What little the PQ platform does say about curriculum reform is highly ironic. The party that a decade ago instructed teachers to forget about ‘knowledge’ and focus only on ‘competency’ now features a single curriculum-related point in its electoral campaign that is about focusing on “knowledge of Quebec’s national history and institutions.” The only other item with some connection to curriculum is a commitment to fund more cultural field trips for schools.
Coalition Avenir Quebec (CAQ)
Since CAQ leader, Francois Legault, was the PQ Education Minister that followed Marois in defending and implementing the current reform, he too shares much of the PQ’s credibility problem on this issue. However, unlike the PQ this does not stop the CAQ from making numerous proposals related to curriculum. While avoiding the terms ‘knowledge’ and ‘competency’ altogether, the CAQ platform acknowledges that there is a serious problem in that the current curriculum is failing to adequately teach basic skills. Its proposed remedy is to cancel the Ethics & Religious Culture program at the elementary level to allow for more instruction in core subjects.
Like the Liberals the CAQ seems preoccupied with an education system that meets the needs of businesses. The CAQ platform promises to prioritize technical and vocational training, increase the number of business internships and work-study programs and create a new secondary-level course in “economics, personal finances and entrepreneurship”.
The CAQ platform also contains an item on language instruction that in fact promises very little change. Under the heading “Restructuring the means and priorities in language instruction” the CAQ promises to:
a) Entrust the school system with the mission to ensure proficiency in French for all students (already the case), which will be assessed through examinations at all levels of education (such assessments already take place at every level, though not all levels are evaluated using standardized ministry exams)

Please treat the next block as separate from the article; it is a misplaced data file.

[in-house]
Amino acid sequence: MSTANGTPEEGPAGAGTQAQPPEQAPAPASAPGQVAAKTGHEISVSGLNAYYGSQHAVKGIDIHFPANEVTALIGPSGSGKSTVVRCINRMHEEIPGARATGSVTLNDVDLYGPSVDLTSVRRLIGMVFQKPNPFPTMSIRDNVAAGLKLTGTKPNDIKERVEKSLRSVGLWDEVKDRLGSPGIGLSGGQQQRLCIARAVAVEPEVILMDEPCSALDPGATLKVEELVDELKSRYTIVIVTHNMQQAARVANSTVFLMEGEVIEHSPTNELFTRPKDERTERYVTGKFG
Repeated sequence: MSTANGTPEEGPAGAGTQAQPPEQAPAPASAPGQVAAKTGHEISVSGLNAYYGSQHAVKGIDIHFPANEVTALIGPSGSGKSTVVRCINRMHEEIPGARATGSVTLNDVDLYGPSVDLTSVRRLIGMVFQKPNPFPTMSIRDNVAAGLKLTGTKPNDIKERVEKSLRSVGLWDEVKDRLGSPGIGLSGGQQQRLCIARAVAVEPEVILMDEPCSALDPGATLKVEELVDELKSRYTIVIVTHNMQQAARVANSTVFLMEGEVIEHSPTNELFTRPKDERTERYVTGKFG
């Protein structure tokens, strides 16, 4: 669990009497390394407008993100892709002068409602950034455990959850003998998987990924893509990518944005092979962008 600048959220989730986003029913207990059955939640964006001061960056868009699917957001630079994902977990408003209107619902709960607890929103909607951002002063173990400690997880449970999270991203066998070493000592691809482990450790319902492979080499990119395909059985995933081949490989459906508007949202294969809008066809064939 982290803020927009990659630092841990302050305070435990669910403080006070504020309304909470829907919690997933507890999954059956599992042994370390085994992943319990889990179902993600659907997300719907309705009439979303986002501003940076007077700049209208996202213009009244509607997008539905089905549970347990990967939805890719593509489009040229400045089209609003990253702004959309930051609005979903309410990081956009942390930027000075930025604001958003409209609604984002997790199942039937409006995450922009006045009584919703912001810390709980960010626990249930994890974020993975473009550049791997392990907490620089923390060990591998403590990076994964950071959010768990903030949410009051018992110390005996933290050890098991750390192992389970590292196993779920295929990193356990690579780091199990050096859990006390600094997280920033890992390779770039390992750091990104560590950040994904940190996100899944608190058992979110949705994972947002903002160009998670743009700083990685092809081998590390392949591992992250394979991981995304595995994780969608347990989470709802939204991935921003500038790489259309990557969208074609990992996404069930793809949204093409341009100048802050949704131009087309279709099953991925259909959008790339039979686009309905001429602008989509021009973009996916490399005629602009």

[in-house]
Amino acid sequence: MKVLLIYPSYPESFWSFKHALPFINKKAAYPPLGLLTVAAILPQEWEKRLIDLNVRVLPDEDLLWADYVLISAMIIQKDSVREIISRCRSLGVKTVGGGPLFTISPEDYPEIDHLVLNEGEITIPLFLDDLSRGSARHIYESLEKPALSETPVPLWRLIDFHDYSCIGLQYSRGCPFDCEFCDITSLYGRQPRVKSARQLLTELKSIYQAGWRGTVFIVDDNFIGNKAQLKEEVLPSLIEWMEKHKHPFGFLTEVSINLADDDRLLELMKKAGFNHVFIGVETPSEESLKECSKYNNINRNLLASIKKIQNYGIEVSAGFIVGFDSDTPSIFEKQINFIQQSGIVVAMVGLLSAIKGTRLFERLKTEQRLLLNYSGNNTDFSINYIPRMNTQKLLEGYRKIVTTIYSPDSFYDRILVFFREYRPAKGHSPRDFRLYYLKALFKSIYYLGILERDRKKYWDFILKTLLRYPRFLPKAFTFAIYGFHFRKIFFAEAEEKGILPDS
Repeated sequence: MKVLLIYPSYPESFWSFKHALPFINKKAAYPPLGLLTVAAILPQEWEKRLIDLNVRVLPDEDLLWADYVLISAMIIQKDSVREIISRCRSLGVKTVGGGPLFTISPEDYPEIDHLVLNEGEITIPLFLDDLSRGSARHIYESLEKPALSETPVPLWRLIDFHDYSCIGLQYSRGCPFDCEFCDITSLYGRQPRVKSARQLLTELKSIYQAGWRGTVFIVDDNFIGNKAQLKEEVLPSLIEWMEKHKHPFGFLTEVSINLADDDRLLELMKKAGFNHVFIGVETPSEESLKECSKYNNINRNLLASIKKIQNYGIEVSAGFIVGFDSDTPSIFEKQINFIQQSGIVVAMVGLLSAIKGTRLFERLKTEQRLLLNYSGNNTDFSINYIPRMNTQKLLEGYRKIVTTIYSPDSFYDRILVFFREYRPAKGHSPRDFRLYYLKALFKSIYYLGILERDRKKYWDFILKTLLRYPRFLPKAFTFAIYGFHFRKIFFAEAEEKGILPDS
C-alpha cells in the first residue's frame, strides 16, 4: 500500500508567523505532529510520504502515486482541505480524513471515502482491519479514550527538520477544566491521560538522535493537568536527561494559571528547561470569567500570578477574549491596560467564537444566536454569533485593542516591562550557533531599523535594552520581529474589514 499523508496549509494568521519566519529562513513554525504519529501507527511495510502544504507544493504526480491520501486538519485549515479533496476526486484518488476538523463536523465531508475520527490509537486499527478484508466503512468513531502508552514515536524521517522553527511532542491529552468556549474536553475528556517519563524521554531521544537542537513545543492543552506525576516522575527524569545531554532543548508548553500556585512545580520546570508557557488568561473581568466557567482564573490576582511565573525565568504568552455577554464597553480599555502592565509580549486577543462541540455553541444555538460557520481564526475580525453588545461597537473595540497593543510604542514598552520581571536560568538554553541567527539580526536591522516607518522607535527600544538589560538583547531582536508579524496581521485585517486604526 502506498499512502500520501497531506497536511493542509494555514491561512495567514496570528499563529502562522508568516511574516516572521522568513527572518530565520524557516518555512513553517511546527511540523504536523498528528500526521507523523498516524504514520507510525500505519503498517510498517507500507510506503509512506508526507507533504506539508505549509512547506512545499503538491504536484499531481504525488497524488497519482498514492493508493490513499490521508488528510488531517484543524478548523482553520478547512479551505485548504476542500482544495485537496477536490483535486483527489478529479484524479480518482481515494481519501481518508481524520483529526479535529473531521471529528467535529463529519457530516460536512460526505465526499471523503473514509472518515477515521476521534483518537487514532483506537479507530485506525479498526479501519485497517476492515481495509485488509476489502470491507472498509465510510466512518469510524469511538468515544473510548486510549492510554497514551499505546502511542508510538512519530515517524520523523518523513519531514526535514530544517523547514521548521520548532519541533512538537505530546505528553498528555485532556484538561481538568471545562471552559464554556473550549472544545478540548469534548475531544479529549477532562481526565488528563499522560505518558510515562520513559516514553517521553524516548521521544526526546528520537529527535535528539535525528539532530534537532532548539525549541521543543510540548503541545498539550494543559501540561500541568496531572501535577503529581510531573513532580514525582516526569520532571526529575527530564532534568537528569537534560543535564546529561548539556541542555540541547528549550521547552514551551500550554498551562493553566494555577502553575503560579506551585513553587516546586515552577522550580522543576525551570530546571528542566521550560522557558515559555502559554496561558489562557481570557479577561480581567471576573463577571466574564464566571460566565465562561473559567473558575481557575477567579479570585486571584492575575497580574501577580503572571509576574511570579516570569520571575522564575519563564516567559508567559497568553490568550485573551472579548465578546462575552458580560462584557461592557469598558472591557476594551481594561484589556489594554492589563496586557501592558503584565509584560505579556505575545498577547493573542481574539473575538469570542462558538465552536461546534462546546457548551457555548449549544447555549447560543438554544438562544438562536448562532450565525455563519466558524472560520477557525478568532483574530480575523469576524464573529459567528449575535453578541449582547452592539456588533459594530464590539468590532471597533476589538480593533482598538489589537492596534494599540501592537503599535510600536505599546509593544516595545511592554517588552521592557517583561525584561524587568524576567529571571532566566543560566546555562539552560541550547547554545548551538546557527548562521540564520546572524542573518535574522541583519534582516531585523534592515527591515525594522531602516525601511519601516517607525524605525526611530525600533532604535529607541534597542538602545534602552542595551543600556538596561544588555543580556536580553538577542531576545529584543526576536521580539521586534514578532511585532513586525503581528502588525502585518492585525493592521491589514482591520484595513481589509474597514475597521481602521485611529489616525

b) Promote the intensive teaching of English as a Second Language while leaving teachers the autotomy to choose methods that meet the needs of their students including those with special needs (already the case)
Quebec Solidaire’s political program features a far broader vision for Quebec’s curriculum. For QS schools are not just about vocational training and the needs of business. Rather they are for the development of the “whole person” in all its dimensions; social, cultural, intellectual, artistic, etc. In this sense the QS program supports an extended general program of study that does not pressure students to make hasty decisions about specialization. The program describes QS’s approach to curriculum as “focusing on the transmission and mastery of core knowledge in a context that promotes critical thinking, civic engagement and openess to the world.”
By involving teachers directly in the process of curriculum development, QS wants to break with the top-down approach that has been the hallmark of both Liberal and PQ governments. The QS program states: “the content of the curriculum will be developed by national committees composed mainly of teachers specializing in various domains, selected by their peers and representative of regional diversity.”
Option Nationale’s platform contains no reference to broad sweeping changes in Quebec’s curriculum or to the knowledge vs. competency controversy. It does however contain some specific targeted goals. For example, it wants to strengthen the teaching of Quebec’s national history and support the learning of second languages. It wants to increase spending on basic literacy and include one period of physical education in every student’s school day from Kindergarten to Secondary Five. It also wants to better prepare secondary students for understanding Quebec’s social, economic and political institutions.
Le Parti Vert du Quebec
The Green Party’s platform has nothing specific to say on the subject of curriculum.
Check back soon for part three of this series which will examine where the parties stand on the question of school autonomy.